Brewer's Dictionary of Twentieth-Century Phrase and Fable

Brewer's Dictionary of Twentieth-Century Phrase and Fable

by Houghton Mifflin

Editorial Reviews

Library Journal - Library Journal
First published in 1870, Brewer's Dictionary of Phrase and Fable was called by its originator a ``Treasure of literary bric-a-brac'' because of its wealth of definitions of puzzling terms likely to be met in wide reading. This new compilation, which has the same format, is confined to items dating from 1900 and is somewhat less literary, being laden with the stuff of the news--wars, politics, economics, science, and scandals. Those unfamiliar with such mental furniture as Lassie or snafu can turn here. The scope is so wide that almost anything may be included--which is both a plus and a minus. Its British focus renders it less than ideal as a key to American terms, but it serves the reader well in most areas. This dictionary contains 8000 terms, many more than comparable collections, but in crowded paragraphs and without an index, they are less accessible. For larger collections.-- William A. Donovan, Chicago P.L.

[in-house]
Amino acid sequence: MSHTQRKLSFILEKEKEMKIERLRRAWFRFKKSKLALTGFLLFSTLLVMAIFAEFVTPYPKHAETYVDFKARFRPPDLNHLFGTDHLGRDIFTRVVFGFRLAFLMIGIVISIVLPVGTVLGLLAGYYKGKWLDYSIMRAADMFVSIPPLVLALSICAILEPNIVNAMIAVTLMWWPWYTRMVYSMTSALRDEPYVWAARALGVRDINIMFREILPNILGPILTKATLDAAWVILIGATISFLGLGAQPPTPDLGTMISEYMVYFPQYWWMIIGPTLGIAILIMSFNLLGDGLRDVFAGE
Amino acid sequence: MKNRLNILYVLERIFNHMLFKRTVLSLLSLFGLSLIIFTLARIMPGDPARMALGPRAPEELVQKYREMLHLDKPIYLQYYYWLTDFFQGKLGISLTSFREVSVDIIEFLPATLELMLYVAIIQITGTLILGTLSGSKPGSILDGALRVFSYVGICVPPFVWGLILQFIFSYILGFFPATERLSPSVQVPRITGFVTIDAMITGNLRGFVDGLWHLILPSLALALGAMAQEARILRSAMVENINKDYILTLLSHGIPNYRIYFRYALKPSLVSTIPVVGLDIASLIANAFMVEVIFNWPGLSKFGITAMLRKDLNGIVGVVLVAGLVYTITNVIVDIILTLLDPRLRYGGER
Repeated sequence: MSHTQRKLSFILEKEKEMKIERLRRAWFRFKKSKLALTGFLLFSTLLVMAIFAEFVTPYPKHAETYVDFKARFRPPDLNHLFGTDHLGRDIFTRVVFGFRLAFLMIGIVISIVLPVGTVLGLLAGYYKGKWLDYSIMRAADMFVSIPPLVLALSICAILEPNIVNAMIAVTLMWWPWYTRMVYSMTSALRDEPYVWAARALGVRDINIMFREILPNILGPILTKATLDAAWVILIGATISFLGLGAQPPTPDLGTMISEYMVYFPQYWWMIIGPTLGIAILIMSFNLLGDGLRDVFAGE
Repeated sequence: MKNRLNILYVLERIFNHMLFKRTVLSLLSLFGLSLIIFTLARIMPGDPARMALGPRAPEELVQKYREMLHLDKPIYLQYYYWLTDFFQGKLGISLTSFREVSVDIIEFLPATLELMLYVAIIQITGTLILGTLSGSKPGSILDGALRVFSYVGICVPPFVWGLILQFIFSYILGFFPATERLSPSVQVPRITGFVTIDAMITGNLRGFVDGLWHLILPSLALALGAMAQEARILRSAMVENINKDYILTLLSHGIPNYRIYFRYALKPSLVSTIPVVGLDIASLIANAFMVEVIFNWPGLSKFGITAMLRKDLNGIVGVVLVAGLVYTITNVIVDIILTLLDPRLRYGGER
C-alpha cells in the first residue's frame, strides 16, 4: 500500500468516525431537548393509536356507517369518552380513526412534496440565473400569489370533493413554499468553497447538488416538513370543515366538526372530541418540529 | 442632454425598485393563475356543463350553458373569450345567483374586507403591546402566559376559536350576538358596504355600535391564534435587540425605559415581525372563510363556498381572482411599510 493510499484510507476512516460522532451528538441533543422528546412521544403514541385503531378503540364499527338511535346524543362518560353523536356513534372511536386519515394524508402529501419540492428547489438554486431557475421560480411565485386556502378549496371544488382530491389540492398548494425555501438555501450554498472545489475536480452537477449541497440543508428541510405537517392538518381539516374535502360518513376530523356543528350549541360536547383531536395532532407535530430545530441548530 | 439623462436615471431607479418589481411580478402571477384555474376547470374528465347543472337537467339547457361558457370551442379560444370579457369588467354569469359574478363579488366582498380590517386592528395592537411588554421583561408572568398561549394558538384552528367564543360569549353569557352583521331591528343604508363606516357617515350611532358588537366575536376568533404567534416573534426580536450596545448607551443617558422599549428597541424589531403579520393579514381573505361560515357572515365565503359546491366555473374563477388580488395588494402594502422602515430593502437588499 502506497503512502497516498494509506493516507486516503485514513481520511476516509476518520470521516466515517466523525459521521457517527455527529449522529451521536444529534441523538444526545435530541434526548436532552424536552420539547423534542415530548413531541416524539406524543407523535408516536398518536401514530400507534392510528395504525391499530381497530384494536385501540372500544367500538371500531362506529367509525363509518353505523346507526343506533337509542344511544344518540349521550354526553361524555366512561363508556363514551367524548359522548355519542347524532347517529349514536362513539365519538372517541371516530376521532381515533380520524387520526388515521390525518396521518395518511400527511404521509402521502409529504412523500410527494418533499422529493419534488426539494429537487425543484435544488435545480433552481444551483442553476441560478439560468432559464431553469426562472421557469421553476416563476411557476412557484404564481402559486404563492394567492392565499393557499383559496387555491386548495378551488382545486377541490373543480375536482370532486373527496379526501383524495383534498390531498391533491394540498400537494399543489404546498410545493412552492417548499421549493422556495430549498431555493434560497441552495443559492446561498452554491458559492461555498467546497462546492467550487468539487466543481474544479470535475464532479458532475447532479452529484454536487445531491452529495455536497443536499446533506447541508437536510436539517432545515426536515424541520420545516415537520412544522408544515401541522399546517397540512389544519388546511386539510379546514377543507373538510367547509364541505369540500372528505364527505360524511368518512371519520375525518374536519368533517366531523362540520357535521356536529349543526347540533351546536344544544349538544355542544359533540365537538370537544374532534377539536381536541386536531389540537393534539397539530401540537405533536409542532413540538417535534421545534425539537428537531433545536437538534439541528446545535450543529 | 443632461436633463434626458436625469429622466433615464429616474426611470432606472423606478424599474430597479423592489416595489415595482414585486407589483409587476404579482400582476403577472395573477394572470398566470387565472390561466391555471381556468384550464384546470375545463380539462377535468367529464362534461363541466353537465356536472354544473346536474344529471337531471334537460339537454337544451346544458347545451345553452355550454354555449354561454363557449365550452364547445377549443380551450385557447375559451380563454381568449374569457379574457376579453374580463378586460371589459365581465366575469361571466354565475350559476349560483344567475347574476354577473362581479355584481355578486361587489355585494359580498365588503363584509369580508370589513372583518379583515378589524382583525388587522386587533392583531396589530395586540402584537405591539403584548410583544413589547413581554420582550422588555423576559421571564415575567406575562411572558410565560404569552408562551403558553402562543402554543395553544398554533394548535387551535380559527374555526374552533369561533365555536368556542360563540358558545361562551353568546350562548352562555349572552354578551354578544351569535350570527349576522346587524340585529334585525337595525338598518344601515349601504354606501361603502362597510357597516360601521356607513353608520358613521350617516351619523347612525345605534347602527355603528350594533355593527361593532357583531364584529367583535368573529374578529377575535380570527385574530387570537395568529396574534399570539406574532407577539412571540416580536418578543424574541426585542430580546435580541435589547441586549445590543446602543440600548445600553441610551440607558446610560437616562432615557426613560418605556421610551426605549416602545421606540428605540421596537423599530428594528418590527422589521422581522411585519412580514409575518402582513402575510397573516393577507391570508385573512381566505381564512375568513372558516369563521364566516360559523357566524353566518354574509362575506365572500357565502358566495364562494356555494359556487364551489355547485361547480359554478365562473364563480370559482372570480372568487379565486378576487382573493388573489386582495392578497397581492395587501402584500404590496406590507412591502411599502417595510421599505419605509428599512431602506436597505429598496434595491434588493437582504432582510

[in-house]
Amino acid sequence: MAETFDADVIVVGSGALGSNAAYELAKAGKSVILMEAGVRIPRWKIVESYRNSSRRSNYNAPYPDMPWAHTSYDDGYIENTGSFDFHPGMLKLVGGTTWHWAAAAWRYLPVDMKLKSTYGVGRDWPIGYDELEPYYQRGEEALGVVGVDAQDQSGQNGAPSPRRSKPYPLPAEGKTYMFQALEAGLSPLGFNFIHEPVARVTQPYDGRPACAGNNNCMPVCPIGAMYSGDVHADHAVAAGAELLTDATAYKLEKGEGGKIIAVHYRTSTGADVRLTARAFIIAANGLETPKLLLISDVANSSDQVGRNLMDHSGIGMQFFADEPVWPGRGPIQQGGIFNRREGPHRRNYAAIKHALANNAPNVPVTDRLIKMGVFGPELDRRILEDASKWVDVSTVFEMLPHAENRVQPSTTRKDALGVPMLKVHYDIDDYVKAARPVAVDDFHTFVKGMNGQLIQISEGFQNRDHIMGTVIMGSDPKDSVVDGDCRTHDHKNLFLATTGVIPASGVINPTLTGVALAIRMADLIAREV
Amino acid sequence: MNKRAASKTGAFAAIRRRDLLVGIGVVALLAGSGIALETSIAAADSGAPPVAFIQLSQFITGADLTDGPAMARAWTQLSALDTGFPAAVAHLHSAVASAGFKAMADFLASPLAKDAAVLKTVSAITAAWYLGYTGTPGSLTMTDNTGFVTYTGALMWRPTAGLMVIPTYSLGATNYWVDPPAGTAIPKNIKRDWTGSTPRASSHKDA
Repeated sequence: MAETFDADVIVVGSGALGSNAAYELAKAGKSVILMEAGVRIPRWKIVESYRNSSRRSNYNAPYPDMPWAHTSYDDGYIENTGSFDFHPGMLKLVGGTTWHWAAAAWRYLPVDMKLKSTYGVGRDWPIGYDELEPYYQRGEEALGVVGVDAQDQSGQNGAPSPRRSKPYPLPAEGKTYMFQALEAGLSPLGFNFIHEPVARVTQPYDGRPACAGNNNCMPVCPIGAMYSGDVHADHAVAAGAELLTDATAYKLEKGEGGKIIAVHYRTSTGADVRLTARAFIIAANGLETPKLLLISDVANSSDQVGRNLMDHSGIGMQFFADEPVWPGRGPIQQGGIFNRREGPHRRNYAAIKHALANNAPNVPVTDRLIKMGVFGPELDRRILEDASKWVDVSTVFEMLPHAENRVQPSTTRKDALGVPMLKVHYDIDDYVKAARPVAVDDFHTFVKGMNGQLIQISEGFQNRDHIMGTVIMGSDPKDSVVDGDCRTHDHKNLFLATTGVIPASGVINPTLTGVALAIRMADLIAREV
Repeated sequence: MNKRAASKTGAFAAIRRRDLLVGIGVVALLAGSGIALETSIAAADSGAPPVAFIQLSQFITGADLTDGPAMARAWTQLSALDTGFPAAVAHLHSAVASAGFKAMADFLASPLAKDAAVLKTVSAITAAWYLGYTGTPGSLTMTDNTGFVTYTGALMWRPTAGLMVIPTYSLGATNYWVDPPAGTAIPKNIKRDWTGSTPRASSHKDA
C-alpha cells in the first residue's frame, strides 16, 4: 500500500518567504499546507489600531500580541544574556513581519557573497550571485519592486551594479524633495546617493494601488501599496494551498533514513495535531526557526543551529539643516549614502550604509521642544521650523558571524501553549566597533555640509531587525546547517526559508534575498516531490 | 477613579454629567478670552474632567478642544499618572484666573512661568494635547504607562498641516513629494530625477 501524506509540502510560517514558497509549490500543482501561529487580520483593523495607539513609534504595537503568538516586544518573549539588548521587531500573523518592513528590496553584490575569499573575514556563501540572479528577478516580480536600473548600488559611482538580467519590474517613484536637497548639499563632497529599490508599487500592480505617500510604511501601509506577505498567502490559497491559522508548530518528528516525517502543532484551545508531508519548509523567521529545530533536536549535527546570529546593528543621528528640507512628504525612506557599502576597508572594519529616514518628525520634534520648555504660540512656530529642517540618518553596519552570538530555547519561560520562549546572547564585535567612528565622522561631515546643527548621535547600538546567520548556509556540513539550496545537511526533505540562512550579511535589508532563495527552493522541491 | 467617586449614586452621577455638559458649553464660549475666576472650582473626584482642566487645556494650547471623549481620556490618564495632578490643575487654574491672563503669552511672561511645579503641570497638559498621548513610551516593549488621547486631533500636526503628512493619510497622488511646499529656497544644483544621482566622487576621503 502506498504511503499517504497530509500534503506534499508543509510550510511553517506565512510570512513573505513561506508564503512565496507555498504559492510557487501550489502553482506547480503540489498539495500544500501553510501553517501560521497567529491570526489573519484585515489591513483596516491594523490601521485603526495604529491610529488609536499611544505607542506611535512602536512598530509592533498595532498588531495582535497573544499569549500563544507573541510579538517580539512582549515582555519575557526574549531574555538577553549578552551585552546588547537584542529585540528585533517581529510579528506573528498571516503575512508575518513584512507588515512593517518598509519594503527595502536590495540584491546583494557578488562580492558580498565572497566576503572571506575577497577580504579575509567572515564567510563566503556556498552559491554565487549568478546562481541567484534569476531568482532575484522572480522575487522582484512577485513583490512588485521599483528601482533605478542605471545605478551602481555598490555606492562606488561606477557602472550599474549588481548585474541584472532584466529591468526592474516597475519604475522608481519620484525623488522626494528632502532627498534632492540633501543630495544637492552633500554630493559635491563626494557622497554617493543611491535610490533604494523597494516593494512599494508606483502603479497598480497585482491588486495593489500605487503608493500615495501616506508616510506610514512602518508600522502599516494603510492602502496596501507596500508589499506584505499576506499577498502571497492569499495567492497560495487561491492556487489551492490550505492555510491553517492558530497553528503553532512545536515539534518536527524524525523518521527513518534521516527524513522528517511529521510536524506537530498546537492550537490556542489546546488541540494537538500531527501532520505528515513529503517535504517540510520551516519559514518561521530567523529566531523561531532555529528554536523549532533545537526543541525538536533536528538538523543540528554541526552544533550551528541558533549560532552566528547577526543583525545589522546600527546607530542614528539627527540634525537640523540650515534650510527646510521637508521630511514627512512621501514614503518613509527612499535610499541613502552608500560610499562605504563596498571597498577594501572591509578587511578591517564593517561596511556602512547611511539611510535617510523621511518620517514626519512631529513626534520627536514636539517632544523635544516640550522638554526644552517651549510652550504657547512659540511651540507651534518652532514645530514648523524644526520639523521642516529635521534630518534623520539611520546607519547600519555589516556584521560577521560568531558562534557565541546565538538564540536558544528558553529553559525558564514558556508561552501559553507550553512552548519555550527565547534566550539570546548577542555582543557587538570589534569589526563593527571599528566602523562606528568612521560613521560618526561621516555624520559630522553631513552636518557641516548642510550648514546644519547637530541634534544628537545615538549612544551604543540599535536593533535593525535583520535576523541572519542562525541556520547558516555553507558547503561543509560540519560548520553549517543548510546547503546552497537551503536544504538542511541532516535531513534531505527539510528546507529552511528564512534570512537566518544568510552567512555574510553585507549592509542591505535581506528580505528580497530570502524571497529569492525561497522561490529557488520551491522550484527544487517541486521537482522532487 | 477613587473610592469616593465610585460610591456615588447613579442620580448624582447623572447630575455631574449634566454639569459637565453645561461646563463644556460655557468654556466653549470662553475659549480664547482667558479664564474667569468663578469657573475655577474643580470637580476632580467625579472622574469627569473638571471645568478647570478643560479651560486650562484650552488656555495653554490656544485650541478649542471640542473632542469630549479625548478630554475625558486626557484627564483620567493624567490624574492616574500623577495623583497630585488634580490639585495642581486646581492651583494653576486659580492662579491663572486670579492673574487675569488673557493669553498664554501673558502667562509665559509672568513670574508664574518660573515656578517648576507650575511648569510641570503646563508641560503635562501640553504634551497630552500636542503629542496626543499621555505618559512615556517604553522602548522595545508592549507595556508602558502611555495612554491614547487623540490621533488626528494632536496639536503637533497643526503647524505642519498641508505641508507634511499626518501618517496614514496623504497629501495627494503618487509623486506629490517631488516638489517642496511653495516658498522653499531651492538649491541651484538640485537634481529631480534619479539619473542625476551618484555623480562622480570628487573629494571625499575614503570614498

A contemporary version of the classic compendium first published in 1870. This entirely new version provides succinct yet substantial definitions of 8,000 words and phrases coined since 1900, many of which are idiomatic Briticisms or Americanisms. You can call it hep or you can call it hip, it's "probably from the West African Wolof word hipi, meaning to open one's eyes." Acidic paper. Annotation c. Book News, Inc., Portland, OR (

Product Details

Houghton Mifflin Harcourt Publishing Company
Publication date:
Edition description:
1st U.S. ed
Product dimensions:
6.41(w) x 9.51(h) x 2.14(d)

Customer Reviews

Average Review:

Write a Review

and post it to your social network


Most Helpful Customer Reviews

See all customer reviews >